ANDREW FISHMAN ’16
To: President Berger-Sweeney, Dean Card, Dean DiChristina, Ms. Aber
We at the Fred Pfeil Community Project received the email from Susan Salisbury about the replacement of locks scheduled to occur in the Summit Suites over winter break. We believe, for a number of reasons, that this plan—especially the placement of electronic keycard locks on individual bedrooms in suites—will negatively impact the campus community, and is against the sense of community we foster within our building. Our aim as an organization is, according to our constitution, to “create a community based on intellectual curiosity, mutual respect, and democratic participation,” and to do so, we seek “to promote the values of equality, open-mindedness, and inclusiveness to the entire Trinity community.” Though we object to the keycard system as a whole, we recognize that the locks on campus are old and need to be replaced, and we recognize that as inconvenient as the new system of keycard locks is, this is unfortunately the system the school has chosen.
Our main contention is not the lock system as a whole: it is the placement of these keycard locks on individual bedrooms within suites. These bedrooms are not currently fitted with such locks. It was explained to us that this plan is to be implemented across campus, and much of campus has been retrofitted. The inconvenience is self-evident. We would instead like to focus on a much deeper problem with this plan—the placement of a lock has the physical effect of restraining free movement, and simultaneously states that we should not trust our peers.
Placing keycard locks on our internal bedroom doors requires that, even when we are in our own space, we physically carry our IDs. The alternative is to always remember to prop open our doors, or (as many freshmen in quads apparently did last year) to tape over the door latch, which seems to defeat the purpose of installing a lock at all. Regardless, whenever we walk through our own rooms, we must make a conscious act to remember the lock on the bedroom door. It is a present physical restraint of free movement within our own spaces.
This placement of locks on bedroom doors within suites is also a statement by the college that we should no trust our roommates. Outside of college, we choose to lock our doors when we perceive a threat. To place keycard locks on bedrooms within suites is to say to students, “you cannot trust the people you live with.” This is especially true given that we already have locks on our bedrooms. They are small, and when we choose to lock them ourselves, they adequately serve the job of saying, “don’t come in right now.” We do not need locks in our own spaces that say more than this, that imply the presence of hostility. To have such locks would be detrimental to the campus community.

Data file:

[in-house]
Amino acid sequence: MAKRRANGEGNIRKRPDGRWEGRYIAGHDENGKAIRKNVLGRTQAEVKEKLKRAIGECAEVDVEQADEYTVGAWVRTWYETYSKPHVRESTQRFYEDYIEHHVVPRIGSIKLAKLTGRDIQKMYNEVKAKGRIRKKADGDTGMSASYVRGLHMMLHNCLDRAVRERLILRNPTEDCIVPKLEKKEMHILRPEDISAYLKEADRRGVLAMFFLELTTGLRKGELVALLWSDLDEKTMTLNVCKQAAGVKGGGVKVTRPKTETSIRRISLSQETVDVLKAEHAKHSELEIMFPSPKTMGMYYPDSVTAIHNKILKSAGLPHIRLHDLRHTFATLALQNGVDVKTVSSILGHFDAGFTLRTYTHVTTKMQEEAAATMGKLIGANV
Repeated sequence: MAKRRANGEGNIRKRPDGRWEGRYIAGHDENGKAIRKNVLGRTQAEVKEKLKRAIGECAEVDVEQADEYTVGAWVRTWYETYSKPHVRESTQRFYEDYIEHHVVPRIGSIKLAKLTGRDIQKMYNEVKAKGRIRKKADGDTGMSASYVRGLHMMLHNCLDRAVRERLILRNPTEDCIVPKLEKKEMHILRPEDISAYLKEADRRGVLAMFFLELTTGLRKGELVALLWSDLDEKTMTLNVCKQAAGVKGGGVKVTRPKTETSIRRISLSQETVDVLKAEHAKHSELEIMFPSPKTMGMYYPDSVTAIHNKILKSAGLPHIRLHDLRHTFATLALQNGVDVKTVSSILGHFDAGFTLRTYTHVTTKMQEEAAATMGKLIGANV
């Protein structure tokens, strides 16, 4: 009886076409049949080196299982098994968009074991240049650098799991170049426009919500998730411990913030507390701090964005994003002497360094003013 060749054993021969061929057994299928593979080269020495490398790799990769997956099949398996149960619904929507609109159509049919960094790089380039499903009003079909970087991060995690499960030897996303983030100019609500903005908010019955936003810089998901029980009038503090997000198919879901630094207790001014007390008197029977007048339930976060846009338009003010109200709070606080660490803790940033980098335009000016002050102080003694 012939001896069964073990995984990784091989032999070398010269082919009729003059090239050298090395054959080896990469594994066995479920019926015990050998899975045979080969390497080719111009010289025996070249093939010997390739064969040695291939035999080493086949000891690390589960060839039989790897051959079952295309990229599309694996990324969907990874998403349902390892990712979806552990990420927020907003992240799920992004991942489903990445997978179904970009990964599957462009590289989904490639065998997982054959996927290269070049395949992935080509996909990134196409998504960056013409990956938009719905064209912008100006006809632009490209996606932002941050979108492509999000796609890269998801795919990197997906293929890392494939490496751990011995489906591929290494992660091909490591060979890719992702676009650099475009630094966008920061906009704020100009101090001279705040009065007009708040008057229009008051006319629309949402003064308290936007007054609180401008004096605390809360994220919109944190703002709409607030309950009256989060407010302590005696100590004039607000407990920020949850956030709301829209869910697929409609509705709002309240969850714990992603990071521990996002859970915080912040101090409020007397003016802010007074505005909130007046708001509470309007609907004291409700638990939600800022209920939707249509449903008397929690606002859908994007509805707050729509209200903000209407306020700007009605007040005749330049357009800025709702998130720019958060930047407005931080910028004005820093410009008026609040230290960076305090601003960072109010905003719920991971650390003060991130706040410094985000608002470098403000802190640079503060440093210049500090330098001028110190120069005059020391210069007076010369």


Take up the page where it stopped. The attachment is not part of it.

We would also like to address the main point made in defense of this plan when some of us inquired as to its rationale, namely, that some students—especially those placed in their rooms to fill a vacancy and so did not get to choose their roommates—feel safer and more secure with such locks on their doors. If it is true that students do not feel safe and secure in these situations, there is a far deeper problem that should be dealt with by Residential Life. Nearly no first years know their roommates, and until last year there were no internal locks in these rooms. To our knowledge, there were very few problems. If any students truly feel unsafe—to the point that they would desire a keycard lock on their door—their rooming situation should be changed.
More important than our mission, however, is that as a campus we are presently in the midst of the Campaign for Community. We see this placement of locks as not only incongruous with our mission as an organization, but incongruous with the spirit of the Campaign for Community. Small, pernicious things in campus life—such as these locks—reinforce tendencies away from a strong, inclusive sense of community that underpins many of the goals set forth in the Campaign. As a community, we reject the message this implementation of locks sends. Many of us in the Fred are involved in the Campaign and in the Nests, or were involved in the Mentoring Network Design Challenge which preceded them, along with a host of other initiatives in the past few years. We hope very deeply that these initiatives succeed and create the campus community towards which we all have been working. The installation of these locks in suite bedrooms is antithetical to such a goal.
We encourage other students and groups who feel similarly to voice their concern.
The Fred Pfeil Community Project
ANDREW FISHMAN ’16